Logic flow then goes to a decision block 120 where it is asked if the time since the start of the test is a predetermined number of seconds. If no, logic flow goes to an exit block 126. If yes, logic flow goes to a block 121 wherein it is determined that you go back to the last EGO switch, each bank, and calculate the duty cycle frequency, each bank, using time of last switch, time of first switch, and the EGO switch count. Logic flow then goes to a decision block 122 wherein it is checked if the measured frequency is greater or equal to the accumulated frequency. If yes, logic flow goes to a block 123 where it is determined that the test fails and the test is complete this try. Logic flow from block 123 goes to a block 125 wherein normal fuel control is used.
If at block 122 it is decided that the measured frequency is not greater or equal to the accumulated frequency for that bank, then the test is passed and logic flow goes to a block 124 wherein the test is passed and the test completed this try. Logic flow from block 124 goes to block 125 indicating going to a normal fuel control. Logic flow also goes to block 125 from decision block 112 if vehicle operating conditions are not within desired limits after a predetermined number of seconds for vehicle conditions including throttle position, vehicle speed, engine load, and engine speed. Also, logic flow goes to block 125 from a NO decision at block 108, a NO decision at block 105, a NO decision at block 103 and a YES decision at block 102.
Particularly advantageous features of an embodiment of this invention are highlighted by lettered brackets A, B, and C in FIGS. 2B and 2C. "A" is the feature which controls the air/fuel mixture using only the downstream catalytic converter to determine catalytic converter activity. "B" is the feature which allows catalytic converter monitoring over a wide range of closed loop fuel speed and load conditions. "C" is the feature which filters out erroneous EGO switching, i.e., buzz, due to maldistribution of fuel among cylinders.
Various modification and variations will no doubt occur to those skilled in the art to which this invention pertains. For example, the particular frequency of sampling may be varied from that disclosed herein. The number of cylinders, as well as the number of banks, in the engine may be varied from that disclosed here. These and all other variations which basically rely on the teachings through which this disclosure has advanced the art are properly considered within the scope of this invention.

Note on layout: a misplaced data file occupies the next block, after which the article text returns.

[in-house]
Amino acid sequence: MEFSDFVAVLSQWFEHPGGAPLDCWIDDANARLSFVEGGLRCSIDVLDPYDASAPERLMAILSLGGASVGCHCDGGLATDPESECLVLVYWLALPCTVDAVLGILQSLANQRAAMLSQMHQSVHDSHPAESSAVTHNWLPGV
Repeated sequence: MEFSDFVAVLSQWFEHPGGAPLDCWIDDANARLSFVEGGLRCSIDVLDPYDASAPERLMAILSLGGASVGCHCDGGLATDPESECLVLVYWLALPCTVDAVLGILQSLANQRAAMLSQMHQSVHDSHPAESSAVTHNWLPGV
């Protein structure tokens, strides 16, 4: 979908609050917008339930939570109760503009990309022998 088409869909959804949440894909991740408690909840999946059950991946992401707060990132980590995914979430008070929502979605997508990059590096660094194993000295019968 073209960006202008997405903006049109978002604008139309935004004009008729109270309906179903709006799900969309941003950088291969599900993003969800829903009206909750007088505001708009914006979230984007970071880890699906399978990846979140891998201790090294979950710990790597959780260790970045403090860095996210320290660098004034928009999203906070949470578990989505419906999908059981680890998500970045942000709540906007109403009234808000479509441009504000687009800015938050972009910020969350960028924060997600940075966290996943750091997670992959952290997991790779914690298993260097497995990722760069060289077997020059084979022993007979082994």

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|U.S. Classification||60/274, 123/691, 60/285, 60/276, 60/277|
|International Classification||F01N13/02, F01N11/00, F02D41/14|
|Cooperative Classification||F01N2550/02, F01N13/009, Y02T10/47, F02D41/1474, F01N11/007|
|European Classification||F01N11/00C, F02D41/14D5B|
|Nov 25, 1991||AS||Assignment|
Owner name: FORD MOTOR COMPANY A CORP. OF DE, MICHIGAN
Free format text: ASSIGNMENT OF ASSIGNORS INTEREST.;ASSIGNORS:GRUTTER, PETER J.;STOCK, GERALD G.;CUSHING, JOHN A.;ANDOTHERS;REEL/FRAME:005925/0280
Effective date: 19910816
|Feb 15, 1996||FPAY||Fee payment|
Year of fee payment: 4
|Mar 31, 2000||FPAY||Fee payment|
Year of fee payment: 8
|Jan 8, 2001||AS||Assignment|
Owner name: FORD GLOBAL TECHNOLOGIES, INC. A MICHIGAN CORPORAT
Free format text: ASSIGNMENT OF ASSIGNORS INTEREST;ASSIGNOR:FORD MOTOR COMPANY, A DELAWARE CORPORATION;REEL/FRAME:011467/0001
Effective date: 19970301
|Mar 29, 2004||FPAY||Fee payment|
Year of fee payment: 12